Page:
Google canceled a company town hall on diversity at the last minute Thursday afternoon out of concerns about people's safety, worrying they may be publicly outed for asking a question, according to a Google spokesperson.
The questions that were planned by "Googlers" appeared externally this afternoon and some employees are being named on "some websites," CEO Sundar Pichai said in an email sent to employees.
The tech giant planned the town hall meeting for Thursday following days of scrutiny over a controversial memo on the company’s diversity initiatives written by engineer James Damore.
Pichai was expected to lead the town hall with other members of the company’s leadership.
Google Cancels 'Town Hall' on Diversity at the Last Minute
After the anti-diversity memo was made public, Pichai released a memo of his own on Tuesday addressing the importance of self-expression in the workplace while being aware of the company’s code of conduct.
"To suggest a group of our colleagues have traits that make them less biologically suited to that work is offensive and not OK,” Pichai said in his memo sent to Google employees.
In the controversial 3,000 word memo written by Damore, the 28-year-old engineer blamed the gender pay gap in the tech industry on biological differences between men and women. He also criticized what he called a politically correct bias in the Google culture.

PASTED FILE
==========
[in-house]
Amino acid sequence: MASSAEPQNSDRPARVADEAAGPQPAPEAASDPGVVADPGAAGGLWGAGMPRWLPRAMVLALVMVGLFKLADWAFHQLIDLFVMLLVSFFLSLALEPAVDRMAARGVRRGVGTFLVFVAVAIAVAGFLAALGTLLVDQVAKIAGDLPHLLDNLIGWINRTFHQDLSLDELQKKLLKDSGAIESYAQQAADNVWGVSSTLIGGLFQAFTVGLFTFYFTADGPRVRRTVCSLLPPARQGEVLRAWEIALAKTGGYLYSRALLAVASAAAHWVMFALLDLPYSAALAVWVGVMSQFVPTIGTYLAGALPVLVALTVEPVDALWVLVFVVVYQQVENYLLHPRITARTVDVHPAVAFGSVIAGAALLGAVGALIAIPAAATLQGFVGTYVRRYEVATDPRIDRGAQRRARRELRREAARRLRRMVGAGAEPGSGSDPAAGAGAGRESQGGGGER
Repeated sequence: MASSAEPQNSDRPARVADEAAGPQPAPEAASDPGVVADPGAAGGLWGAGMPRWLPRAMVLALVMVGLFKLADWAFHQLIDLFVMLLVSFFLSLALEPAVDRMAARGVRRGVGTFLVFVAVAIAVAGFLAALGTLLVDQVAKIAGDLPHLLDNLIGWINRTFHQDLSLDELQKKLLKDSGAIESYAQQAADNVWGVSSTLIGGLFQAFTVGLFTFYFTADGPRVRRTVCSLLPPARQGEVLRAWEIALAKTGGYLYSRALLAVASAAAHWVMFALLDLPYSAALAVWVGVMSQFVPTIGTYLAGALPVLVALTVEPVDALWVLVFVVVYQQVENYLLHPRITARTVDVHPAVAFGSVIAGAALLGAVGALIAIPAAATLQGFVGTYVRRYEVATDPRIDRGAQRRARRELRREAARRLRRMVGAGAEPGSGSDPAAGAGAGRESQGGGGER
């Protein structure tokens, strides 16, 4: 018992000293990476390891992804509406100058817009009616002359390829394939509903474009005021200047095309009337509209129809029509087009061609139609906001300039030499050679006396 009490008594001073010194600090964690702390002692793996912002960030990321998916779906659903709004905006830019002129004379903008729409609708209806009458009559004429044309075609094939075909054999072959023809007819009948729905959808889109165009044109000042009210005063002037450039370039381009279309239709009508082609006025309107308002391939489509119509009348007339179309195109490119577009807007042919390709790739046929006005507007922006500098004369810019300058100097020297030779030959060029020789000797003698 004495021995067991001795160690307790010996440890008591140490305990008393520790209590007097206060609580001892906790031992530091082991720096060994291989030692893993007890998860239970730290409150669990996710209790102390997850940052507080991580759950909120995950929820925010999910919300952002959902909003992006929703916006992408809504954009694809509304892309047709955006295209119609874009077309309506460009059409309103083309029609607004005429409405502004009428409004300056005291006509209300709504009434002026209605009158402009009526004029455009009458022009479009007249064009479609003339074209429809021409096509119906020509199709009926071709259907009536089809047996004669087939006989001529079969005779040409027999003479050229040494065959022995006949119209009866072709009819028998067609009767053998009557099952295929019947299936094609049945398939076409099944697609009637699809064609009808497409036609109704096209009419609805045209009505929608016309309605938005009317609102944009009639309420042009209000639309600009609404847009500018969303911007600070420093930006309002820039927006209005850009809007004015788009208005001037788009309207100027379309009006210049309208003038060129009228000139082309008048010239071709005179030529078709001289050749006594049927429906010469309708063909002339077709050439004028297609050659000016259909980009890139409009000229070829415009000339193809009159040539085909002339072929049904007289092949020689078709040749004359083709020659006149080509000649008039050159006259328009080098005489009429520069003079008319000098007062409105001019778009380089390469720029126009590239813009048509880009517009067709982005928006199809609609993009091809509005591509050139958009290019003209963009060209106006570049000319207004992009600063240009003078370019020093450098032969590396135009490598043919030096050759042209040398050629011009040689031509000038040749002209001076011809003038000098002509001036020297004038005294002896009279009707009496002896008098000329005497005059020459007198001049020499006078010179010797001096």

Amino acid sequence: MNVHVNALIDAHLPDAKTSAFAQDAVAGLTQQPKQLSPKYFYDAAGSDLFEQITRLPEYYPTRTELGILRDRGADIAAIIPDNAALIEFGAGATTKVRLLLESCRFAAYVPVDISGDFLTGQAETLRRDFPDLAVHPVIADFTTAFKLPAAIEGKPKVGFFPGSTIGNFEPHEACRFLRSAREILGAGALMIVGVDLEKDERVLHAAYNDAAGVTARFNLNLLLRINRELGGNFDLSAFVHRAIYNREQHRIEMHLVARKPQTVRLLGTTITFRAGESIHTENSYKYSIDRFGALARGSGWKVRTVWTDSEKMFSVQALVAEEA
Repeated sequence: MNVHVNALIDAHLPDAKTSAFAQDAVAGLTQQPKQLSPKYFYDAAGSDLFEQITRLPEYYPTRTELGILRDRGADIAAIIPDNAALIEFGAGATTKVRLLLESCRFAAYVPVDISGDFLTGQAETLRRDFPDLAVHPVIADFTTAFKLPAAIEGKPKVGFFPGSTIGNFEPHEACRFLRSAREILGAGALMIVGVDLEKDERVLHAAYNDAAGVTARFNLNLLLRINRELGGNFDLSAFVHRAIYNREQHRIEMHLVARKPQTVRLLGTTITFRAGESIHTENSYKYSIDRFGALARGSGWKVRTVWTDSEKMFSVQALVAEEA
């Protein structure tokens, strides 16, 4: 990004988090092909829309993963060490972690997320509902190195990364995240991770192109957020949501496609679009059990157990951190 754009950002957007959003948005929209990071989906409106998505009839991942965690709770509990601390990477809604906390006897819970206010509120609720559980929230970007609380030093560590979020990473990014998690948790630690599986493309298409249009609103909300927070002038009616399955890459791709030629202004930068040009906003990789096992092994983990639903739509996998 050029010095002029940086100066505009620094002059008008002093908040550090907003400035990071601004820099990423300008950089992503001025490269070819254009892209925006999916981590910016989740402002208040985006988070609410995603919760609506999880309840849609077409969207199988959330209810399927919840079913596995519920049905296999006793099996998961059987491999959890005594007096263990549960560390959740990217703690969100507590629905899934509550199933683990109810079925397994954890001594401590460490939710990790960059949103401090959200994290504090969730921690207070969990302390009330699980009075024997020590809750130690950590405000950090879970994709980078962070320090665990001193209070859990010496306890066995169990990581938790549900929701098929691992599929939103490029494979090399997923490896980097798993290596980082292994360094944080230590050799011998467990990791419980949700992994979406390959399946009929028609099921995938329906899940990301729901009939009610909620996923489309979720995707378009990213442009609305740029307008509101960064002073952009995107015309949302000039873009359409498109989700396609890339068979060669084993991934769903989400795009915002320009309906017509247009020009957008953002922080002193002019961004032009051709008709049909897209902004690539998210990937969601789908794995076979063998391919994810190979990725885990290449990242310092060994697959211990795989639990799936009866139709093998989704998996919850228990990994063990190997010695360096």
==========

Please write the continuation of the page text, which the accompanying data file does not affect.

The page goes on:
"People get offended because it goes against the left’s ideology," Damore said during an interview on a conservative talk show on YouTube. “And then they just think, ‘OK, it offends people, therefore it’s wrong and there it’s an opinion."
After the canceled event, Pichai took the opportunity to make a surprise appearance at a women-in-tech awards event later Thursday. He talked directly to dozens of young female engineers from around the world and offered a short but poignant message.
"There’s a place for you in this industry. There’s a place for you at Google," he said. "Don’t let anyone tell you otherwise."
Google to Host Town Hall to Discuss Diversity
The event is the culmination of a yearlong global competition for young women to use technology to address a problem. It’s one of several initiatives that Google helps fund in order to diversify its workforce.
It comes as the company conducts damage control over Damore's memo and firing.
"It’s definitely a defining moment for Google, for our culture," said Maggie Johnson, Google vice president of education. "It’s something that we’re working through."